Sunday night, just as something that looked like clarity had settled over the NFC playoff scramble, a tremor emanated from Seattle. A hierarchy had started to form, and then came the Seahawks’ toppling of the mighty Philadelphia Eagles.

From top to bottom, Seattle’s 24-10 upset totally changed the NFC playoff race. The Eagles had grown comfortable as the top seed. The Green Bay Packers had started to dream. The Los Angeles Rams felt both secure in their NFC West dominance and as if a first-round bye was out of reach. With one result, it all changed. It served as another reminder that certainty, in the NFL, is a mirage.

Starting at the top, the now 10-2 Minnesota Vikings took over as the top seed because of the tiebreaker of best winning percentage in common games. Philadelphia’s loss opened the door for Minnesota to win the Super Bowl without playing a single postseason game outside of its home stadium. Case Keenum looks more and more like a legitimate star quarterback every week, as Mark Maske writes, so it may not be far-fetched.

Both ends of the result created a monster next two weeks for the 9-3 Rams. They could not shake the Seahawks, who moved to 8-4 and beat the Rams in their first meeting. Philadelphia’s loss means the Rams are just a game behind of both the top seed and the second seed.

In Week 14, the Rams host the Eagles. The next week, they travel to Seattle. By the end of Week 15, then, the Rams could either be holding a bye or in second place in their division and clawing for a playoff spot. Even by next week, the Eagles, impregnable all season, may be staring at playing on the opening weekend. (It’s also important to remember the Rams hold the tiebreaker over the 9-3 New Orleans Saints, whom the Rams beat last week.)

While the Sunday night result created opportunity for the Rams, it created desperation elsewhere. Seattle’s victory knocked the defending NFC champion Atlanta Falcons out of playoff position. The Falcons, who lost at home to the Vikings on Sunday, will have the chance to fight back in the NFC South — they play the Saints twice and close with the Carolina Panthers over the course of the final four weeks. But for now, they’re looking up at Seattle, which seemed unlikely after Atlanta beat the Seahawks in Seattle two weeks ago.

Seattle’s victory Sunday night dismayed several NFC teams on the brink of the playoffs, most notably the Packers. In the afternoon, a path seemed to be opening for the Packers to sneak into the postseason. Seattle’s rejuvenating victory placed another hurdle on that path.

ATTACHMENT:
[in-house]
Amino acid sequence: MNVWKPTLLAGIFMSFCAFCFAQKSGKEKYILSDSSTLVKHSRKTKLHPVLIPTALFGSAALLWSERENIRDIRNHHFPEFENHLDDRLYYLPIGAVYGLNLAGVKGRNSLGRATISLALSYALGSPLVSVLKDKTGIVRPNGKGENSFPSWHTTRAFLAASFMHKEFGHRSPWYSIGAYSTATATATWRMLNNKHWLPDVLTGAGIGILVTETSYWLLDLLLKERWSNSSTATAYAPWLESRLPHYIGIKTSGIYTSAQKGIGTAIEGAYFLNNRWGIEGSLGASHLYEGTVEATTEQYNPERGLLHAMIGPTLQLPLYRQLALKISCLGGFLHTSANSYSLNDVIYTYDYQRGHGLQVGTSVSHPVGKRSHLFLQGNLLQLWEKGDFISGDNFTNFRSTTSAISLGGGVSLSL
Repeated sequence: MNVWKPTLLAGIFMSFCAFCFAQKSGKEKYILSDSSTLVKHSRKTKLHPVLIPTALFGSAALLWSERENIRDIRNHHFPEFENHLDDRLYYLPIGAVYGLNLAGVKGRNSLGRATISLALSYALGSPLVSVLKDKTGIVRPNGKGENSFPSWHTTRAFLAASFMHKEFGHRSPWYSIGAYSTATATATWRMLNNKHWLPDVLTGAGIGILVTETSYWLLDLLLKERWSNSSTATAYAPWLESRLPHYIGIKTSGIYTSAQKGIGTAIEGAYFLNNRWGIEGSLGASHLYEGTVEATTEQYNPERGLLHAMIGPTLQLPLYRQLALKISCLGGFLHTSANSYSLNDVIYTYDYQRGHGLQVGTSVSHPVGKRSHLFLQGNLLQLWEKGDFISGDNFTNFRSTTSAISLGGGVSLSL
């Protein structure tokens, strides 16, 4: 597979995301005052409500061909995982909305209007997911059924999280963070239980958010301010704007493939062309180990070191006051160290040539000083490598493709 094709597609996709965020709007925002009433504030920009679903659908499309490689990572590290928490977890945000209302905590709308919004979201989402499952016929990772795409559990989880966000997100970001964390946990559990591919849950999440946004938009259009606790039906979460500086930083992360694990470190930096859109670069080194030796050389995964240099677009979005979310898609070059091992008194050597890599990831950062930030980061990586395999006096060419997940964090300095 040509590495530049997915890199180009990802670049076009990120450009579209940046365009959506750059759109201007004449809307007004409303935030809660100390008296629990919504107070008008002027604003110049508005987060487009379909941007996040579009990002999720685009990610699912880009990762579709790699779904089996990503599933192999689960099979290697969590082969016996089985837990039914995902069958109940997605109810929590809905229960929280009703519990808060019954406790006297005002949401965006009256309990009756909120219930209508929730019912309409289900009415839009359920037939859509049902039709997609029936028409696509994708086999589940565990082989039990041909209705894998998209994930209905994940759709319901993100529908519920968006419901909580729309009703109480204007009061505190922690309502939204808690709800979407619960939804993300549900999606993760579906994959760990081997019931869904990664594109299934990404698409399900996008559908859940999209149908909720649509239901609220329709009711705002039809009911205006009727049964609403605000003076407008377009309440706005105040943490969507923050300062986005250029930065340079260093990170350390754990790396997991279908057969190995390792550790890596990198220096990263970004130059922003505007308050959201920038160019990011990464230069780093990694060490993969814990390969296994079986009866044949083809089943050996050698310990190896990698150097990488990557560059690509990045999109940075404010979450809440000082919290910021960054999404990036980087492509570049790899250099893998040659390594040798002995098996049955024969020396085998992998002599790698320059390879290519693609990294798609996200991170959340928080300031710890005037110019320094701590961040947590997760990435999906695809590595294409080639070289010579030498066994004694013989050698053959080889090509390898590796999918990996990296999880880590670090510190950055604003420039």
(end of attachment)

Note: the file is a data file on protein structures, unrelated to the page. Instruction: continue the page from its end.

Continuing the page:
The Packers hoped they could win enough with Brett Hundley at quarterback to still be alive when Aaron Rodgers, recovering from a broken collarbone, is eligible to come off injured reserve in Week 15. Rodgers represented hope, no matter how faint, especially when he rejoined drills. “Aaron looked great yesterday in practice,” Packers Coach Mike McCarthy said Sunday. “It really gives your football team a shot.”

Green Bay plays at Cleveland next week, a game it will be heavily favored to win, even with Hundley at quarterback. Then Rodgers returns for the final three games, likely with a chance to push the Packers to 10 wins, at Carolina, home against the Vikings and at the suddenly reeling Lions.

The Packers were outgained 395 yards to 202 in regulation Sunday yet still managed a 26-20 overtime win against the Tampa Bay Buccaneers at Lambeau Field. They returned a fumble 62 yards for a touchdown and blocked a punt to set up their first offensive touchdown before Hundley led a run-heavy, 72-yard, game-winning touchdown drive in the extra period. It was an ugly win over a bad team, but with Rodgers sidelined only the final result mattered for Green Bay.

“Since Aaron was injured, I made it clear all three phases needed to play better or play different,” McCarthy said. “That was different today.”

And then, the Seahawks’ victory tempered the meaning of Green Bay’s overtime victory. The Saints are 9-3, the Panthers and Seahawks are 8-4, and the Falcons are 7-5. Maybe if the Seahawks had dropped down, the Packers see themselves squeezing in. But the field is too crowded now, it seems, for Green Bay to have a shot when Rodgers comes back. It may take 11 victories to claim an NFC wild card, and the Packers can only get to 10.

Then again, check back next week. So much can change in the NFL, even with just one game.

>>> The Chiefs’ problems are getting worse and weren’t all about Alex Smith after all. Smith passed for four touchdowns and 366 yards, but the Chiefs still suffered a 38-31 defeat at the Jets that imperiled their formerly rock-solid playoff outlook. Kansas City has lost four in a row and six of seven, incinerating the 5-0 start that made them the toast of the NFL.